There are far too many photos of my trip to Cuba for only one blog post. So I'm going to split them up by each town we visited. First Trinidad, second Havana. Enjoy!
Beautiful Trinidad lies on the south side of the island about a 4.5 hour drive from Havana. It was our first stop on the trip. We hired a private taxi to take us from the airport. Our driver Jesus was awesome. During the trip we had a flat tire which he changed, stopped a tiny village for a snack (a flattened bun with some fried egg in it) where I saw a dead goat slung around a guys neck being brought into town, picked up a random stranger at a gas station, and finally arrived at our accommodations 6 hours later. The adventure had begun.
Trinidad could not be more different than Havana. It's in much better condition overall, less crowded, and calmer. Many people get around by horse and 'buggy' here and living is an exercise in resourcefulness (as it is in all of Cuba really). There are no 'stores' as we know them in Cuba. Food is purchased at street stands. There are about 5 veggies to choose from and maybe 4 fruits. From what we could tell, meat is slaughtered every morning and sold in it's entirety that day. In Trinidad I walked by a man stitching up his shoe, friends playing checkers with old bottle caps, dried my hands on communal bath towels in public restrooms, and ate ice cream at a roadside stand with real dishes which I gave back after I was finished. There is no food packaging in Cuba. You don't buy something to go, you buy it and eat it right there... and then go. First world nations could stand to take a page out of Cuba's book when is comes to sustainability. What would you reuse and repurpose if you knew you could not get another?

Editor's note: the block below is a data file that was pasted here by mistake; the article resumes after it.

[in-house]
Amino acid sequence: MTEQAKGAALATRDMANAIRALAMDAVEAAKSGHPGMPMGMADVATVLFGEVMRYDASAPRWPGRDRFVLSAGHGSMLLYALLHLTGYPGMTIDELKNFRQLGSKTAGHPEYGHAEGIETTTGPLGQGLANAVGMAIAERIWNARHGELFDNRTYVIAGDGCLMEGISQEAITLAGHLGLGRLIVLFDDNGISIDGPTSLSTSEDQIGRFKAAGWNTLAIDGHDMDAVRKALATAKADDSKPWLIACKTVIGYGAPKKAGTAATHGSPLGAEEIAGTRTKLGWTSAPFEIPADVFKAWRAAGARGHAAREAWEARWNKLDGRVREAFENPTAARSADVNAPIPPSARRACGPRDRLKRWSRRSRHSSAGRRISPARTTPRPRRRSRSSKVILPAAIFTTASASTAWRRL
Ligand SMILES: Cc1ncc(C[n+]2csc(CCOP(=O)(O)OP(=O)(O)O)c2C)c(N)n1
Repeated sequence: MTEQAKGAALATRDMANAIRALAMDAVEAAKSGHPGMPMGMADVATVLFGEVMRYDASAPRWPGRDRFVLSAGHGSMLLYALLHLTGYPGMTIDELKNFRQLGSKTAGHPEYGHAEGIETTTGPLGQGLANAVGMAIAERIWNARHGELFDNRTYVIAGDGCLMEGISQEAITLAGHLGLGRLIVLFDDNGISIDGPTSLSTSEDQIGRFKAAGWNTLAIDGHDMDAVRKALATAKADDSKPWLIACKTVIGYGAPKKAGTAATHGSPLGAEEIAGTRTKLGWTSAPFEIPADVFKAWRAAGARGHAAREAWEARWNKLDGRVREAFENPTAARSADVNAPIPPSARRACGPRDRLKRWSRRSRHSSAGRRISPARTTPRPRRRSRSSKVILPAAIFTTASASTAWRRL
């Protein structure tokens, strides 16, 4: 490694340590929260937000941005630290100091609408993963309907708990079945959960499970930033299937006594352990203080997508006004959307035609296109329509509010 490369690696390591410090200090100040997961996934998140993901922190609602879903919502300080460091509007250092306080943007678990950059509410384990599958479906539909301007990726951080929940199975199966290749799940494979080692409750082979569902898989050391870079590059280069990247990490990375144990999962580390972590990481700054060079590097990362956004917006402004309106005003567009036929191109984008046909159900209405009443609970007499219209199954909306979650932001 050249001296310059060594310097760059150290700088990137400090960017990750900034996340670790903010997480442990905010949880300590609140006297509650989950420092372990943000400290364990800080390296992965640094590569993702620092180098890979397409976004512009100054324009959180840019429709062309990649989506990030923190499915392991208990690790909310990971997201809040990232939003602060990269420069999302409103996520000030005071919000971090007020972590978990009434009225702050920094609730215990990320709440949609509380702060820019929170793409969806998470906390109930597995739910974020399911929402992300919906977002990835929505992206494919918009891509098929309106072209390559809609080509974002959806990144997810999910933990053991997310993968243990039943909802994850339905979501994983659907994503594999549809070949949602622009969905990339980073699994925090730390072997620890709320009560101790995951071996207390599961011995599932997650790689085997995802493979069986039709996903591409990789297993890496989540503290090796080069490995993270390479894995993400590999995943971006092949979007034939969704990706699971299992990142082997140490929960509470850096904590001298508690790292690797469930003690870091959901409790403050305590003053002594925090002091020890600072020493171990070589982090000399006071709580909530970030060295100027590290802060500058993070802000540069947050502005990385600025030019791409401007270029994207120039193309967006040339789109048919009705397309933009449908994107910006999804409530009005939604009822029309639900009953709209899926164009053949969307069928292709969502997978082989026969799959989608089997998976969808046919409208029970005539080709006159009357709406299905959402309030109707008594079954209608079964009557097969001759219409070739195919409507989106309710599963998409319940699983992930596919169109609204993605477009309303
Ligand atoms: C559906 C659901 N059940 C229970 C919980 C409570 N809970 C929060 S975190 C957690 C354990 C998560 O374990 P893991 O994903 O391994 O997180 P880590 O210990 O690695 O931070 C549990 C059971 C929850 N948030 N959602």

We knew we wanted to hike in the parks around Trinidad. We were offered many horseback riding tours as we wandered the cobblestone streets but we felt too bad for the sad looking horses to make them work any more. We luckily discovered a nice man working at a restaurant who spoke very good English and showed us where he likes to go with his friends. So we ventured out to Vegas Grande in Topes de Collantes, a waterfall that you could swim under we were told. It was a swelteringly hot day so this sounded perfect. Everyone assured us that the waterfall was very close to the entrance and that it would be very easy. The waterfall ended up being 500 meters from the entrance... down a straight vertical cliff. We criss crossed a narrow, very muddy, path. My sandals broke and our driver (who came with us having never been there before) lent me his (awwww). In the end I just ended up hiking barefoot and that was far superior for the conditions. The hike was definitely worth it. The landscape was gorgeous, the water was ice cold and we saw banana plants, guava trees, coffee plants and air plants all growing in the wild. It was a good hike and we earned our dinner.
The road up to the entrance of this park was not for the faint of heart. Cuban roads are full of potholes, no one drives in their lane and there are some pretty steep cliffs I don't think my little Honda Civic would ever be able to traverse. At one point we found this skull and crossbones warning painted on the road. So that was comforting. I learned to adopt a 'just go with it' attitude in Cuba. It's the only way.
Stay tuned for a post on Havana... which will probably be even longer than this. It's so hard to edit out photos!